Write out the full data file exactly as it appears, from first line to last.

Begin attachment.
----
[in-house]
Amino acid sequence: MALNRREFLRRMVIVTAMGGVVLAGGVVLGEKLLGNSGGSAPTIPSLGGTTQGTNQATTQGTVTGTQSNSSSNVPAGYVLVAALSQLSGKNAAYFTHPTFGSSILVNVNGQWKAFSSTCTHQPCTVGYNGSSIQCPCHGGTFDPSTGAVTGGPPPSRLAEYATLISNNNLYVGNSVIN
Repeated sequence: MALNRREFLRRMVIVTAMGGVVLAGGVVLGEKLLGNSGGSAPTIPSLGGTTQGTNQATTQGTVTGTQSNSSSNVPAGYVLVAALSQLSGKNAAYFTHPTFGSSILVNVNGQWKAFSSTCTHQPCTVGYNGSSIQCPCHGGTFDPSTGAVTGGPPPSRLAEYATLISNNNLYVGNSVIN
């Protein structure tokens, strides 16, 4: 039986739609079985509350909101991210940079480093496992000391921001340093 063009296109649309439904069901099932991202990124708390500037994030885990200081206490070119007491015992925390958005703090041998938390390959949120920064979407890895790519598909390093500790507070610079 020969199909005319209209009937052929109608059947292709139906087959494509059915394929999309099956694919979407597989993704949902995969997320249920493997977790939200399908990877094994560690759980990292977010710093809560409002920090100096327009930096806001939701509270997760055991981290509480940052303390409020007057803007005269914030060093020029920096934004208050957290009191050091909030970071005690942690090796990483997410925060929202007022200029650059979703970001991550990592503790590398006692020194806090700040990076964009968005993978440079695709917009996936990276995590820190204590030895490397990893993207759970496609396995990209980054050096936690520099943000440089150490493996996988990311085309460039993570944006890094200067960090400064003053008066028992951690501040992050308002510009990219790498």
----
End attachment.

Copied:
[in-house]
Amino acid sequence: MALNRREFLRRMVIVTAMGGVVLAGGVVLGEKLLGNSGGSAPTIPSLGGTTQGTNQATTQGTVTGTQSNSSSNVPAGYVLVAALSQLSGKNAAYFTHPTFGSSILVNVNGQWKAFSSTCTHQPCTVGYNGSSIQCPCHGGTFDPSTGAVTGGPPPSRLAEYATLISNNNLYVGNSVIN
Repeated sequence: MALNRREFLRRMVIVTAMGGVVLAGGVVLGEKLLGNSGGSAPTIPSLGGTTQGTNQATTQGTVTGTQSNSSSNVPAGYVLVAALSQLSGKNAAYFTHPTFGSSILVNVNGQWKAFSSTCTHQPCTVGYNGSSIQCPCHGGTFDPSTGAVTGGPPPSRLAEYATLISNNNLYVGNSVIN
């Protein structure tokens, strides 16, 4: 039986739609079985509350909101991210940079480093496992000391921001340093 063009296109649309439904069901099932991202990124708390500037994030885990200081206490070119007491015992925390958005703090041998938390390959949120920064979407890895790519598909390093500790507070610079 020969199909005319209209009937052929109608059947292709139906087959494509059915394929999309099956694919979407597989993704949902995969997320249920493997977790939200399908990877094994560690759980990292977010710093809560409002920090100096327009930096806001939701509270997760055991981290509480940052303390409020007057803007005269914030060093020029920096934004208050957290009191050091909030970071005690942690090796990483997410925060929202007022200029650059979703970001991550990592503790590398006692020194806090700040990076964009968005993978440079695709917009996936990276995590820190204590030895490397990893993207759970496609396995990209980054050096936690520099943000440089150490493996996988990311085309460039993570944006890094200067960090400064003053008066028992951690501040992050308002510009990219790498």